An Epidemic of Medical Identity Theft
Within the past few weeks we have seen the hacking of the Affordable Care Act’s HealthCare.gov as well as a massive data breach at Community Health Systems, a hospital chain with medical facilities in 29 states in which the records of 4.5 million patients of Community Health Systems’ hospitals including names, addresses, birth dates and Social Security numbers were stolen
Despite government assurances that the recent hacking of HealthCare.gov did not compromise the security of the personal information of enrollees and the hack was confined to a server that was not supposed to be connected to the Internet, many security experts continue to have doubts about the security of the HealthCare.gov website.
And why wouldn’t they?
In June, Access Health Connecticut, which operates the Affordable Care Act in Connecticut disclosed that a backpack of an employee of Maximus, the company providing call center services for Access Health, containing handwritten personal information on 400 Obamacare enrollees was found left on a Hartford street. The information contained included names, Social Security numbers and birth dates of Connecticut enrollees. And therein lies much of the problem with this large bureaucracy. The Affordable Care Act involves not just multiple government agencies, but numerous private contractors as well. As my grandmother used to say, “I can keep a secret; it’s the people I tell that can’t keep a secret.”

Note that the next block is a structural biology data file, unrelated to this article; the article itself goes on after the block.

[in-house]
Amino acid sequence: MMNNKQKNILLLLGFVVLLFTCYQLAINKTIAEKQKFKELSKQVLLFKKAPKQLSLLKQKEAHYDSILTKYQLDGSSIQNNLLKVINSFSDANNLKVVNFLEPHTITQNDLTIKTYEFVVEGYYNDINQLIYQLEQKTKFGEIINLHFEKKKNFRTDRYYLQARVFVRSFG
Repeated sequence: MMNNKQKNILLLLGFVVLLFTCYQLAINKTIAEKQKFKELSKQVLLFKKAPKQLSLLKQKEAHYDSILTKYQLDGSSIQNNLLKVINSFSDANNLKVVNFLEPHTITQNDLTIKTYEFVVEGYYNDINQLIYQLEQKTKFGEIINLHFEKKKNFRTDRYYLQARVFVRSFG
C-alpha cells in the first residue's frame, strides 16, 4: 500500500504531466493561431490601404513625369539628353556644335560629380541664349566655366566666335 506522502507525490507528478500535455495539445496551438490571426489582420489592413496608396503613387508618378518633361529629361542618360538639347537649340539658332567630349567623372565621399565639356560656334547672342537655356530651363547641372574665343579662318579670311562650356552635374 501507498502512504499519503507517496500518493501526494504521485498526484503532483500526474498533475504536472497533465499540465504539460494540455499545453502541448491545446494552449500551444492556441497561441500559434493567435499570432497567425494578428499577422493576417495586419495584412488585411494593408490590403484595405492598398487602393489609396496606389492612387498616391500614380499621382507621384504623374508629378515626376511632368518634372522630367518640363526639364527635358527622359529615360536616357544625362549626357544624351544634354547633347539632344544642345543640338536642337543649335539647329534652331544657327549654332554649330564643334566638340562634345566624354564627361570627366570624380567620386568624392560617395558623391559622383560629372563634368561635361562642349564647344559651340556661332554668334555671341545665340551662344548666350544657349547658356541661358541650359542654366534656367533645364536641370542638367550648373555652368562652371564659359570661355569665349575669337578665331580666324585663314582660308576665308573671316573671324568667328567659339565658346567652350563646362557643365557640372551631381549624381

So who are these people?
Unfortunately, in many instances, we don’t know because the Affordable Care Act does not require that Navigators, the employees who enroll applicants undergo criminal background checks. Although some individual states have their own rules requiring background checks of potential Navigators, many do not.
As for Community Health Systems, their computers were hacked by Chinese identity thieves who stole personal information exploiting the infamous Heartbleed security flaw in the Open SSL encryption security technology discovered last April that is used by as many as two-thirds of websites on the Internet.
As much as data breaches at companies such as Target and Home Depot make headlines, according to the Ponemon Institute’s Annual Study on Patient Privacy and Data Security the health care industry accounted for 44% of all data breaches in 2013, the most, by far, of any sector of the economy. In fact, a survey done by the security firm ID Experts found that 90% of health care organizations polled had suffered a data breach during the past two years with 38% having had more than five data breaches during that period. Twice this year, the FBI has warned the health care industry that they are a prime target of hackers and that the industry’s security measures were not adequate to meet the threat.